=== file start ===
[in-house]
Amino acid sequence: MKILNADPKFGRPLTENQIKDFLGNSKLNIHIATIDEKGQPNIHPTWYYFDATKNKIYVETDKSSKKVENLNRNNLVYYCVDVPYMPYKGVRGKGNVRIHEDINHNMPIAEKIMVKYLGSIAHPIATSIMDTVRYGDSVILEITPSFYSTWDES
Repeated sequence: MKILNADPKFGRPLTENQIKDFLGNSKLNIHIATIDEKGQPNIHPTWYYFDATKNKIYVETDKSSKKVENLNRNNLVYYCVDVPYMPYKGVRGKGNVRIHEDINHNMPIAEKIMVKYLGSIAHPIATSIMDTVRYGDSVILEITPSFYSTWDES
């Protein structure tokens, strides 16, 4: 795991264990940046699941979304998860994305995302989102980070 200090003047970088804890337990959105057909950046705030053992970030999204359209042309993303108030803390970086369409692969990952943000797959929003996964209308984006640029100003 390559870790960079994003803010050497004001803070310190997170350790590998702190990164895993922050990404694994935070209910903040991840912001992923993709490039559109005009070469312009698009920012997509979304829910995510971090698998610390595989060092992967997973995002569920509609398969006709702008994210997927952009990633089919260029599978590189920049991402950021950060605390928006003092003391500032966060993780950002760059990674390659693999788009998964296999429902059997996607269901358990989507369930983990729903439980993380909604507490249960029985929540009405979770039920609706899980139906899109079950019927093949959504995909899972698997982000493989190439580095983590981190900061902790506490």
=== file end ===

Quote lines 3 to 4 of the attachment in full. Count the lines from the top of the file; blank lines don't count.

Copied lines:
Repeated sequence: MKILNADPKFGRPLTENQIKDFLGNSKLNIHIATIDEKGQPNIHPTWYYFDATKNKIYVETDKSSKKVENLNRNNLVYYCVDVPYMPYKGVRGKGNVRIHEDINHNMPIAEKIMVKYLGSIAHPIATSIMDTVRYGDSVILEITPSFYSTWDES
């Protein structure tokens, strides 16, 4: 795991264990940046699941979304998860994305995302989102980070 200090003047970088804890337990959105057909950046705030053992970030999204359209042309993303108030803390970086369409692969990952943000797959929003996964209308984006640029100003 390559870790960079994003803010050497004001803070310190997170350790590998702190990164895993922050990404694994935070209910903040991840912001992923993709490039559109005009070469312009698009920012997509979304829910995510971090698998610390595989060092992967997973995002569920509609398969006709702008994210997927952009990633089919260029599978590189920049991402950021950060605390928006003092003391500032966060993780950002760059990674390659693999788009998964296999429902059997996607269901358990989507369930983990729903439980993380909604507490249960029985929540009405979770039920609706899980139906899109079950019927093949959504995909899972698997982000493989190439580095983590981190900061902790506490």